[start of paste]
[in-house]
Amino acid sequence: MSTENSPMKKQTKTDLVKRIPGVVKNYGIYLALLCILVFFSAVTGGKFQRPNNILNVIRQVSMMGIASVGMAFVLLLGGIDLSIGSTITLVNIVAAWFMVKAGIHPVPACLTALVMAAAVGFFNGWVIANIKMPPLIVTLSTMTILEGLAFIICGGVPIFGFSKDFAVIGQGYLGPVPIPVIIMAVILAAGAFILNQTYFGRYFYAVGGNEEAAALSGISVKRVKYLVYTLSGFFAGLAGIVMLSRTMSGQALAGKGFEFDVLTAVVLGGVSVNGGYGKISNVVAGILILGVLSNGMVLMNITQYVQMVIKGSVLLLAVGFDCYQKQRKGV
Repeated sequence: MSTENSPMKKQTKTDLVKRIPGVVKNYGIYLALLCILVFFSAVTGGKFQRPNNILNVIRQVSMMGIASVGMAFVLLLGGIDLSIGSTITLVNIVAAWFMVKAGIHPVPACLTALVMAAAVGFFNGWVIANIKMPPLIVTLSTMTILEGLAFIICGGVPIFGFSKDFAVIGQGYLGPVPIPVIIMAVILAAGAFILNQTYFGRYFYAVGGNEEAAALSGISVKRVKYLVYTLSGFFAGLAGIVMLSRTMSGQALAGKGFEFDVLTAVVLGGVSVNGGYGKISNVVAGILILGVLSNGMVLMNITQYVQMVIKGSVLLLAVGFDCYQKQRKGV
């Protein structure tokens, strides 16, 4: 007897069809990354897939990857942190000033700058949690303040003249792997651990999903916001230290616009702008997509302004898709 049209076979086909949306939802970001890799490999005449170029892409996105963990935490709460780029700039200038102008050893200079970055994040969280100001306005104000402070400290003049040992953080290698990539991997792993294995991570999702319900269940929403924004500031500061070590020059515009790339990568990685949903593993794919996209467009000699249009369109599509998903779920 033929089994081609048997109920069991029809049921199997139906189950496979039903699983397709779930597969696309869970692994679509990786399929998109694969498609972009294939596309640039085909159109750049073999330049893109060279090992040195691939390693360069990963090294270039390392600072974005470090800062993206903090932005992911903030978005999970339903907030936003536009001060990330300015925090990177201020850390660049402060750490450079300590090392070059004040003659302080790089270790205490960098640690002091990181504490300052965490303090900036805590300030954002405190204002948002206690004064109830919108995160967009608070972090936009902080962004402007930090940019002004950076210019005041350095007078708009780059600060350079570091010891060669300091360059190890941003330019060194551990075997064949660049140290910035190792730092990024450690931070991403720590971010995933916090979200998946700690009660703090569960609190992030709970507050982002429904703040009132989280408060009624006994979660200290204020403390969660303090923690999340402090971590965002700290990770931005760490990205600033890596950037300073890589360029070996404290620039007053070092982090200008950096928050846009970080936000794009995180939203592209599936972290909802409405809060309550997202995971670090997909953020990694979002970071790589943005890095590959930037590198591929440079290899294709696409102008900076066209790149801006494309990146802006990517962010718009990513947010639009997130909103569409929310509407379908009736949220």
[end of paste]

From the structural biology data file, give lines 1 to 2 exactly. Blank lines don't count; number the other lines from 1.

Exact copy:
[in-house]
Amino acid sequence: MSTENSPMKKQTKTDLVKRIPGVVKNYGIYLALLCILVFFSAVTGGKFQRPNNILNVIRQVSMMGIASVGMAFVLLLGGIDLSIGSTITLVNIVAAWFMVKAGIHPVPACLTALVMAAAVGFFNGWVIANIKMPPLIVTLSTMTILEGLAFIICGGVPIFGFSKDFAVIGQGYLGPVPIPVIIMAVILAAGAFILNQTYFGRYFYAVGGNEEAAALSGISVKRVKYLVYTLSGFFAGLAGIVMLSRTMSGQALAGKGFEFDVLTAVVLGGVSVNGGYGKISNVVAGILILGVLSNGMVLMNITQYVQMVIKGSVLLLAVGFDCYQKQRKGV